Seven years ago, a disease rendered Randy blind and unable to walk. Confined to a wheelchair, it took Quinn to inspire Randy to overcome his disability. Eventually. Randy was able to walk again and, with Quinn's help, he started to hike mountains.

Now Quinn is nearing retirement age for a seeing eye dog and Randy decided to hike all 48 mountains this winter as their final big goal together. He is sharing his story online to raise awareness for his nonprofit, 2020 VisionQuest, which inspires people to reach beyond adversity and achieve their highest goals.

Randy and Quinn place a lot of trust in each other, and Quinn is one amazing dog to be able to guide Randy through the difficult mountain terrain. I love that their special relationship has allowed them to overcome a challenge that many people would consider impossible.

The team expects to finish the last mountain on Saturday. You can wish them good luck via their blog.

Dog's Life: Lifestyle
Most Trendy Dog Names
Vetstreet identifies naming themes over the past 12 years

Pet names can tell you a lot about a person’s personality. Some people follow themes around favorite things. I love Pixar movies so I named all of my pups after characters from the movies. Others have a preference for sweet sounding names or tough sounding names. And as more people consider their pets a part of the family, more dogs are getting names traditionally set aside for humans.

In 2011, the most popular dog names were Max, Buddy, Bella, and Daisy. (Funny enough, I don’t know any dogs that go by those names!) Max, which has held the top spot for several years, may be the most popular, but apparently it’s not the most trendy.

Pet care website, Vetstreet, searched their records and determined the top 10 names that have been trending over the past 12 years. The names that came up include Lola, Stella, Bentley and Diesel.

In its research, Vetstreet found a resurgence in short, old-fashioned nicknames, like Lulu and Milo; endearing, cozy-sounding names, like Lulu and Zoey; traditional human names, like Stella and Cooper; and names from pop culture, like Marley from the book and movie Marley and Me and Nala, the female cub in The Lion King.  The website expects the name of Prince William and the Duchess of Cambridge’s new puppy, Lupo, will be very popular next year.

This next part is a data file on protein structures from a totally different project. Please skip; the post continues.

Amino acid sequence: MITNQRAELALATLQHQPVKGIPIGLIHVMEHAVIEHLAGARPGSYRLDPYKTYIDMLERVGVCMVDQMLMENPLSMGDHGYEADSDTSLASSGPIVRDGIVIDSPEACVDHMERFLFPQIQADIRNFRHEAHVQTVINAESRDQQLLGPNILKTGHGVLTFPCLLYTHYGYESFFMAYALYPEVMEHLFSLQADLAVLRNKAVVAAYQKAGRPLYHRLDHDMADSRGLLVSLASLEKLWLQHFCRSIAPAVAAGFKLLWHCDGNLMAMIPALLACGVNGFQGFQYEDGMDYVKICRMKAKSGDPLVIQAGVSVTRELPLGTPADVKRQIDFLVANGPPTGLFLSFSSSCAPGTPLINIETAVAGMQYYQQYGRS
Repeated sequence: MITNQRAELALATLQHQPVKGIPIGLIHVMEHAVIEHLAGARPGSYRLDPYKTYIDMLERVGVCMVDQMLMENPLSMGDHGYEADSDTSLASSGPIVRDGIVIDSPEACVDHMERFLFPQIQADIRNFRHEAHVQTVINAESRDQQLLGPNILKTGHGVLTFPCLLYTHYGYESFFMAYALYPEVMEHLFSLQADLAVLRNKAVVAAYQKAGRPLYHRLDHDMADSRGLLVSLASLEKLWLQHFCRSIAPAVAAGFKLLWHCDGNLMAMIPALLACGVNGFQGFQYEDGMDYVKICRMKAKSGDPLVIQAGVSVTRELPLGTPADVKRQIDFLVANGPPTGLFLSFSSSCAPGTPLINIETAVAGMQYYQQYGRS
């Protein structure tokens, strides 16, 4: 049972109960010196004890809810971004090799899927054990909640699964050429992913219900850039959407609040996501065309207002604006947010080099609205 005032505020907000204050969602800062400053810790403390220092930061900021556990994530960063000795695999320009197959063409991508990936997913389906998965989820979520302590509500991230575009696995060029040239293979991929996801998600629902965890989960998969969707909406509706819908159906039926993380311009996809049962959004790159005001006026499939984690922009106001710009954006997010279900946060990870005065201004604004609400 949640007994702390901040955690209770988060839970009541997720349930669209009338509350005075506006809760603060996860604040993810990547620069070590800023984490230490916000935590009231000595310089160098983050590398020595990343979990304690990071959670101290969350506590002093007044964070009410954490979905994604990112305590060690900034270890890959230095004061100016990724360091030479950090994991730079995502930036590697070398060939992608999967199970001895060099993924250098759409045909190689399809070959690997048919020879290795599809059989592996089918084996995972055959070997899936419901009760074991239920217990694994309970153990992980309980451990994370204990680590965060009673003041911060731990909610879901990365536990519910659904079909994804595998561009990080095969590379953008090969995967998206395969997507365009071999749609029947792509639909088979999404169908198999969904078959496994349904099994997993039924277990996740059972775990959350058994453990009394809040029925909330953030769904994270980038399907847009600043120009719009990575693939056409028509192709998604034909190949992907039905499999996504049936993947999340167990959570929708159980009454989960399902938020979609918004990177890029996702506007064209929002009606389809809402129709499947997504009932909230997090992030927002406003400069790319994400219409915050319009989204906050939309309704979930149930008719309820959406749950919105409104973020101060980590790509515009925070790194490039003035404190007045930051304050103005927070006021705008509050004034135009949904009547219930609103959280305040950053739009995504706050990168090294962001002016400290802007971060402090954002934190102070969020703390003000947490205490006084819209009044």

Vetstreet believes that these themes reflect the personal attachment that we have with our pets these days.  And I also think it shows how obsessed with are with pop culture!

Have you noticed any popular or trendy names in your neighborhood?

Dog's Life: Lifestyle
Helping Injured Pups Walk
Experimental drug could help dogs and humans with spiral cord injuries

I love when medical research benefits both canines and humans. This latest study aims to help dogs and people retain their ability to walk with a new medication.

The U.S. Department of Defense is funding research to explore an experimental drug that will help dogs and humans with spinal cord injuries. The collaboration between the University of California, San Francisco (UCSF) and Texas A&M has already proved that the drug mitigates spinal cord damage in mice. The next step will be to see how the medication works in dogs. The study will specifically be looking at short-legged, long-torso breeds like Dachshunds, Beagles and Corgis. It's not uncommon for these breeds to spontaneously rupture a disc, damaging the spinal cord.

Most spinal cord injuries lead to chemical reactions that damage nearby cells and pathways, contributing to decreased hind limb function. The experimental drug may help stop this process and help dogs preserve the use of their legs.

Canine spinal cord injuries are similar to human spinal cord injuries, so scientists are hopeful that the research can help both dogs and people. A win-win for everyone!

Dog's Life: Lifestyle
More Pet Airline Drama
United adopts Continental's PetSafe program amid controversy

Until dogs of all sizes can ride in the airplane cabin, air travel will always be a controversial topic among pet lovers. The latest dispute is over United Airlines' new pet policy.

Starting next month, United Airlines is adopting Continental's PetSafe program (the two companies merged in 2010). Now animals will be transported as cargo rather than checked luggage. Both options sound horrible to me, but according to United Airlines, cargo will offer a better experience for pets, with dedicated staff and temperature-controlled vans.

The PetSafe program is considered the best in the airline industry and has won an Award for Excellence from the International Pet and Animal Transportation Association.

For the most part, the fees for shipping pets in cargo versus baggage will be similar. The controversy stems from certain countries, including Japan, that require airlines to pay a third-party handler to ship cargo. This could cause the fees to jump from a couple of hundred dollars to a couple of thousand dollars to transport an animal.

The shipping change was to have the greatest impact on overseas military personnel, since United is a federal contract carrier. However, amid the uproar, United announced a special exception for military members on PCS orders.

Since the PetSafe program is held in high regard, it's unfortunate that the third party law will make the cost prohibitive for most families traveling or moving abroad. However, I think this issue once again highlights the need for more safe travel options for pets—options that don't include baggage or cargo!

What do you think about United Airline's policy change?